Social media bots: the disease that plagues the 21st century
Social media bots are as unnecessary as diarrhoea. And they make me mad. They first annoyed me on Twitter over ten years ago. Later they moved on to Soundcloud, and now they’re on Instagram.
I’m aware that their uses often range from light misuse to election fraud. Thankfully, I rarely encounter these kinds of bots in my daily life, as I’ve made it a principle of mine to steer well clear of any political discussions on Twitter or Facebook. Even without bots, they’re irritating enough.
What annoys me is a seemingly much more innocuous type of bot. I’ll try to explain what they are and why they really get on my nerves.
Two types of bots
As with most Hollywood movies, there are also good and bad bots. Telling them apart is extremely easy. The good ones are the ones that make it apparent that they are bots. The bad ones are those that pretend that they’re human.
The good bots are, while rarely useful, sometimes rather funny. For example, headline bots such as this one. They randomly generate the craziest headlines to current affairs. Another valiant worker is Tourette Bot. Not the most family-friendly of all accounts, but it still belongs on the good side. Everyone can see that it’s just a harmless bot. After all, it’s his job to delight the world with such poetry as Bastardassholesuckingballspussy, Fuckshitwhorefuckdick or Goldmansachs. This he does without fault.
Another group of easily recognisable bots are service bots. «Threat Level» can quickly inform you of whichever danger is currently relevant. The Moth Generator doesn’t just regularly come up with new species of moths, he also generates a picture. The bot has already created almost 10,000 moths, nothing to scoff at.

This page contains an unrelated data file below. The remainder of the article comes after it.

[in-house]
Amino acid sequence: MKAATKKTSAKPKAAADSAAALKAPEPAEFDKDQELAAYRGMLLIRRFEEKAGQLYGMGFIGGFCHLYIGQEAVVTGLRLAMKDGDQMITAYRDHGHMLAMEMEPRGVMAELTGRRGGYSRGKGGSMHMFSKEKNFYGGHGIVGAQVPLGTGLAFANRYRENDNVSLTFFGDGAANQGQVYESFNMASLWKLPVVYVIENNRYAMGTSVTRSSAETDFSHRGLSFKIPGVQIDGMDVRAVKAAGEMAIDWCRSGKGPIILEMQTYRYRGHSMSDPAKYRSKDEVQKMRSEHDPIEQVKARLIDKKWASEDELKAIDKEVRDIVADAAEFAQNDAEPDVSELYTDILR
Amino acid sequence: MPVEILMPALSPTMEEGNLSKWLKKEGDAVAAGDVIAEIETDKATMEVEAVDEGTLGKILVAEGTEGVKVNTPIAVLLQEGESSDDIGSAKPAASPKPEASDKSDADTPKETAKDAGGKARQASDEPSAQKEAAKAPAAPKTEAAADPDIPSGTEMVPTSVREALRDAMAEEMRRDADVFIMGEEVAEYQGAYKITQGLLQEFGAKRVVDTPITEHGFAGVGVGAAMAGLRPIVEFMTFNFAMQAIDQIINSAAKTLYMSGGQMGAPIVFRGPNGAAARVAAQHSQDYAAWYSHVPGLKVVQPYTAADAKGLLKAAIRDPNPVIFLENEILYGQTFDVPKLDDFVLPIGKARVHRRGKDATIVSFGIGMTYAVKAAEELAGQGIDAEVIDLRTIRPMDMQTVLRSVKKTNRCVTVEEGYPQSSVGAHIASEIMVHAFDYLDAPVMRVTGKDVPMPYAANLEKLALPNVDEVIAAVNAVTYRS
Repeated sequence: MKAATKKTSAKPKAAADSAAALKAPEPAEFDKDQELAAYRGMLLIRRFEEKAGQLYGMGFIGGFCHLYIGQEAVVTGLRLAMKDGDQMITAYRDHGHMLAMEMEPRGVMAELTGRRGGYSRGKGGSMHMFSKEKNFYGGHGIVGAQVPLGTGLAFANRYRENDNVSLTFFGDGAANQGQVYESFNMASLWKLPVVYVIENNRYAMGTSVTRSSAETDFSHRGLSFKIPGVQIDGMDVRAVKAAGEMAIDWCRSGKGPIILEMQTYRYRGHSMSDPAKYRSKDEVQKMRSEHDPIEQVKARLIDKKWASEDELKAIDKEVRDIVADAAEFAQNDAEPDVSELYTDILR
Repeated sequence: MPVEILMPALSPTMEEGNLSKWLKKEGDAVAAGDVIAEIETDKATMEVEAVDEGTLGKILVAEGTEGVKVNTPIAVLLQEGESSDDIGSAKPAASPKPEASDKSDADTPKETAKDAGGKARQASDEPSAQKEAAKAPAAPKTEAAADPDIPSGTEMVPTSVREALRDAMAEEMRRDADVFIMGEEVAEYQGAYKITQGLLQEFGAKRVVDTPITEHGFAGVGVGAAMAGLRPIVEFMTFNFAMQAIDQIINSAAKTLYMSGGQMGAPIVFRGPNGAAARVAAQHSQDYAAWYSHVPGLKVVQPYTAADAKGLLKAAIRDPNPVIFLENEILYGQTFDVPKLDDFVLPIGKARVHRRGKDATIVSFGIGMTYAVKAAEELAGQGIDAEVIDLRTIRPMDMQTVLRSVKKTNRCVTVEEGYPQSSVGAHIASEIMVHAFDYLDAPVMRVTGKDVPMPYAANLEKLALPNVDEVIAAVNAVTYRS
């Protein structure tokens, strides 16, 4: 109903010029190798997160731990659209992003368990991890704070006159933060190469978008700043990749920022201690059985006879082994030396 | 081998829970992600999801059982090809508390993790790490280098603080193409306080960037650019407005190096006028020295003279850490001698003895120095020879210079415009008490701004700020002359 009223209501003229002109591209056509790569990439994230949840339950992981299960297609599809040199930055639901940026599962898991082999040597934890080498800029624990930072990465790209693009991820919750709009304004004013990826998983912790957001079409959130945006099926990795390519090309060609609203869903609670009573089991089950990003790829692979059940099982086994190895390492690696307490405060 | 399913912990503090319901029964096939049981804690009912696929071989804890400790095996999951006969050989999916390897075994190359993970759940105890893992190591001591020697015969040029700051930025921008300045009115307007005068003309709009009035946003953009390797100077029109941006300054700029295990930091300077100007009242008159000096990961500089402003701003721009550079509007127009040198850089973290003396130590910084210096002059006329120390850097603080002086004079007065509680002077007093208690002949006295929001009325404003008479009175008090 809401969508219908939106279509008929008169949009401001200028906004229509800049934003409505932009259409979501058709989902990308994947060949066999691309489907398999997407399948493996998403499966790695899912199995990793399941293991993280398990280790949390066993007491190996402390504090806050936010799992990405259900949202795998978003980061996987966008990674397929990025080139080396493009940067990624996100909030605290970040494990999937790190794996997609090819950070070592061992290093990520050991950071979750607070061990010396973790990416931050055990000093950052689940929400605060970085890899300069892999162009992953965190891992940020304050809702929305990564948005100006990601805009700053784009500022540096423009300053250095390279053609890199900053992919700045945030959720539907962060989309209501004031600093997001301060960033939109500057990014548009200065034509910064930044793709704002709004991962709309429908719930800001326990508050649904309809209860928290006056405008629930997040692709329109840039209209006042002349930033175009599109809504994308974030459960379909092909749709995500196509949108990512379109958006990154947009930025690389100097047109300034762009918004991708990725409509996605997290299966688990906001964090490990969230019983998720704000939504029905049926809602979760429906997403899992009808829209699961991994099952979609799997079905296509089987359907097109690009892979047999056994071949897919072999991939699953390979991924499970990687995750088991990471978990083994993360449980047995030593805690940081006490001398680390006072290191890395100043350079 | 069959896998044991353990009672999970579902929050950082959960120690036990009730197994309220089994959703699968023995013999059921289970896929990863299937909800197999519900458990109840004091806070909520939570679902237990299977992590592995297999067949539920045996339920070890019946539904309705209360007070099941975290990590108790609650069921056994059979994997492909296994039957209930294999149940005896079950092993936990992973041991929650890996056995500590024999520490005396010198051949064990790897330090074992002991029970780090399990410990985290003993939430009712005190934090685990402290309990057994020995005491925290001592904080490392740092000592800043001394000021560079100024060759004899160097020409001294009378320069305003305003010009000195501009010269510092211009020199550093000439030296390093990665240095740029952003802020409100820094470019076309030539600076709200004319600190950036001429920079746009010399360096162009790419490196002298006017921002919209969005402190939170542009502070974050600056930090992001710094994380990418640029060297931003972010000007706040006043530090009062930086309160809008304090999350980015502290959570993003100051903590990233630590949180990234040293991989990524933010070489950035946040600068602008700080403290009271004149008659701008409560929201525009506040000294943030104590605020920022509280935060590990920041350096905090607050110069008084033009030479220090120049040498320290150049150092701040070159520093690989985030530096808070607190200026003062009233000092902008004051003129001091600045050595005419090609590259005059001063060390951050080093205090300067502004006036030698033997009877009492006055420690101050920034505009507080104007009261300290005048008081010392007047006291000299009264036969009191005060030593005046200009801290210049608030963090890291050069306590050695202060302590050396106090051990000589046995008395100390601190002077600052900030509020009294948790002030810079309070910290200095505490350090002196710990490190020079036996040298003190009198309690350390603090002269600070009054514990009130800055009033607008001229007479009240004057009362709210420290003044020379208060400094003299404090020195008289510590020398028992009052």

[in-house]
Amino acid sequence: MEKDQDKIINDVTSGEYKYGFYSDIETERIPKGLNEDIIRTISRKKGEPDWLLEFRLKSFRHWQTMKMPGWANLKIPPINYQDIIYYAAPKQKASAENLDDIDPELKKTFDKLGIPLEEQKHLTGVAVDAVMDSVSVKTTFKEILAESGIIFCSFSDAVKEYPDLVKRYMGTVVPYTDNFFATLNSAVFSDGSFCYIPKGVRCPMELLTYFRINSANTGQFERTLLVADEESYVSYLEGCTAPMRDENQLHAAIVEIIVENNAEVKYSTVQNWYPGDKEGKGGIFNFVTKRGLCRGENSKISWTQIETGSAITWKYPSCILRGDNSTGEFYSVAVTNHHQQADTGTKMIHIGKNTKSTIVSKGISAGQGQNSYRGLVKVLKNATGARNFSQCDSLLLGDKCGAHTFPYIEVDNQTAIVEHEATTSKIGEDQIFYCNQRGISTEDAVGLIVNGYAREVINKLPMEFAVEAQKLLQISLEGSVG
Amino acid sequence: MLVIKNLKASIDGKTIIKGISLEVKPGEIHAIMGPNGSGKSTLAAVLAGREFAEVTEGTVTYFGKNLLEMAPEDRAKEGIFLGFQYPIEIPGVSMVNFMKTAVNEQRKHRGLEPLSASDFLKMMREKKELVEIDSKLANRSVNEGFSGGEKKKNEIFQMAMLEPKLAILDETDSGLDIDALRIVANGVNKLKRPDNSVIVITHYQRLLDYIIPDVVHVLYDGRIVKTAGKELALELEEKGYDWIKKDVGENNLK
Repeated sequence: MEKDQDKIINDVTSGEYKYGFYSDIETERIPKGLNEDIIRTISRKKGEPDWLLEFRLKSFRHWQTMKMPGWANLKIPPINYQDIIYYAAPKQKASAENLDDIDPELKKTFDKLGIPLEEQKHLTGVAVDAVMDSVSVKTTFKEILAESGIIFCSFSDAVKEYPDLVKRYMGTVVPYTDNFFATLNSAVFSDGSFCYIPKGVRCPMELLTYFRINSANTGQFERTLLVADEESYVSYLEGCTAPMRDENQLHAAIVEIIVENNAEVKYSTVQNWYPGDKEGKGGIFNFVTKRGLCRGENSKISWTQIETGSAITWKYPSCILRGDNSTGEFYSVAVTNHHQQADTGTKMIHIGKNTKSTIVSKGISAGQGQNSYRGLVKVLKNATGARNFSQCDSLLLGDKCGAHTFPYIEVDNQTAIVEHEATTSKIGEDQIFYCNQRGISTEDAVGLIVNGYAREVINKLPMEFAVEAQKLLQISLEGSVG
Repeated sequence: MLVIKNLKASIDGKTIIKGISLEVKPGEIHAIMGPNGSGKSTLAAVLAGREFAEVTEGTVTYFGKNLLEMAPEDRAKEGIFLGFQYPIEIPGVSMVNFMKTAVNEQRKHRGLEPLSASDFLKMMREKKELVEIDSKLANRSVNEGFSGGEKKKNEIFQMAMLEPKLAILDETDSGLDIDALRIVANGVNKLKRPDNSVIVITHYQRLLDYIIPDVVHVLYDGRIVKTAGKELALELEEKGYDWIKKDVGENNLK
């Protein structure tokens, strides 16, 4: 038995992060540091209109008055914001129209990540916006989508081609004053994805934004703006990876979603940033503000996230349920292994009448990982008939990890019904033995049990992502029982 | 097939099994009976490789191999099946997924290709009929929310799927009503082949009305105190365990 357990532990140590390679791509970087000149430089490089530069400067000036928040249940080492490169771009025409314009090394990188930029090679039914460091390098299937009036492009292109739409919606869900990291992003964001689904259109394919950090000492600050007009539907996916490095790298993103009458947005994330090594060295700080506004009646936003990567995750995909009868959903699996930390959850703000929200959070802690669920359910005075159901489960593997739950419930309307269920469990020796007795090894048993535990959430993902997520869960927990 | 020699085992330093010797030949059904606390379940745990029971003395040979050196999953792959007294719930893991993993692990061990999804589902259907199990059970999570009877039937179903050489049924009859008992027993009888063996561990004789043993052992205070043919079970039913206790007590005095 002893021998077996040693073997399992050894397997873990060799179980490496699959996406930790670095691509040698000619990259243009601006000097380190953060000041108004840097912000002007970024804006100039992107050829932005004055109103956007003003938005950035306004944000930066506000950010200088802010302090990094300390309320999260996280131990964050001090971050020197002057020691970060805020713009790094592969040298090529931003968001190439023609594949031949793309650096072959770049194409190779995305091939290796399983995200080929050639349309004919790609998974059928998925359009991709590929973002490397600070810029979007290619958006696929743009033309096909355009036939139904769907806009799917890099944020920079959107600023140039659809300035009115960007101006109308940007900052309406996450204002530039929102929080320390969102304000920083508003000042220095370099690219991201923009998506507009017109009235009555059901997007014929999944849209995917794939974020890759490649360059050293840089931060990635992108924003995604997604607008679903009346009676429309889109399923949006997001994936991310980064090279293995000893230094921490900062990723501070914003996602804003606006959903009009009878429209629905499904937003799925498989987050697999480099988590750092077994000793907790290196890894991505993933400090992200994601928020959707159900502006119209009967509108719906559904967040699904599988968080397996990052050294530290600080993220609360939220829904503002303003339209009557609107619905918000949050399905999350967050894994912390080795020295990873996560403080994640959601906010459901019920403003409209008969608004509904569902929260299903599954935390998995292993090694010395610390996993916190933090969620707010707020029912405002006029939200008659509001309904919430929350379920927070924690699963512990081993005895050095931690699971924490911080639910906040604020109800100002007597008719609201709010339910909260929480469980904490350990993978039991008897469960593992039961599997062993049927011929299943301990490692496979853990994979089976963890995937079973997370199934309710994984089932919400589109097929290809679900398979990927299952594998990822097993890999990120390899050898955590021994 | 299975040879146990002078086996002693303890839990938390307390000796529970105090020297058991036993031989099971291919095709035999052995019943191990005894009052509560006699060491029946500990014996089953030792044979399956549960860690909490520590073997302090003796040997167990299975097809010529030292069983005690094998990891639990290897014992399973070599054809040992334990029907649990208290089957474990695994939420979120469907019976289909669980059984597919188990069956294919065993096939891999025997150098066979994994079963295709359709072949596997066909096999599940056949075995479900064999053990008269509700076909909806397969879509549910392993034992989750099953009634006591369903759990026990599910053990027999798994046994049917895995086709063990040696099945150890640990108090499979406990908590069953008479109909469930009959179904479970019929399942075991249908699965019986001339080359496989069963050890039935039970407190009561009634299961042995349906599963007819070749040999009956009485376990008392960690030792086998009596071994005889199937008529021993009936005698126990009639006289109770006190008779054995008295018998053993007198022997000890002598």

The bad ones: bots with boobs
Evil bots don’t offer any service. Instead, they imitate the behaviour and appearance of real people. Usually, these are young attractive women. This is why I call them «bots with boobs».
Evil bots have nothing to do with art projects as above. They obscure the fact that they’re bots. Of course, their disguises are often very lacklustre. These bots can still trick you, however, by faking numbers. Using them you can easily inflate like and follower counts. You’d recognise the lone bot, but most of the time you only pay attention to the total numbers. These evil robots appear in huge numbers and multiply like bacteria under the sun.
Where it gets really devious is when real and bot accounts get mixed together. A real human is behind these accounts, but they’re assisted by algorithms. These part-time bots are harder to recognise.
The behaviour of bots or half-bots can look like this, for example: 1. Randomly liking posts that are labelled with a specific hashtag. 1. Automatically following all accounts that use a specific hashtag or that follow a specific, often famous, account. 1. Removing their follow if it isn’t reciprocated, thereby keeping the relationship relatively stable. 1. Unfollowing whenever the target does the same.
What the algorithms do is dependent on what best improves their numbers. Whenever one tactic has been busted, they change to something new.
Why this is a problem
Is faking numbers such a bad thing? I don’t really care if an influencer has 30,000 or 300,000 followers. On the other hand, these numbers influence which posts are promoted to the top of the feed or are even seen at all. This already bugs me more.
Superficially, it’s not that bad that I’m following a person just because an algorithm decided they were going to follow me. In the end, however, this trickery is the reason why we don’t really take serious, let alone trust communication on social media. Bot spamming isn’t the only but an important reason why we’re so numb towards the tidal flood of daily social media activity.
Wasn’t this the point and promise of social media after all? Allowing people from all over the world to communicate without barriers, reservations or social pressure?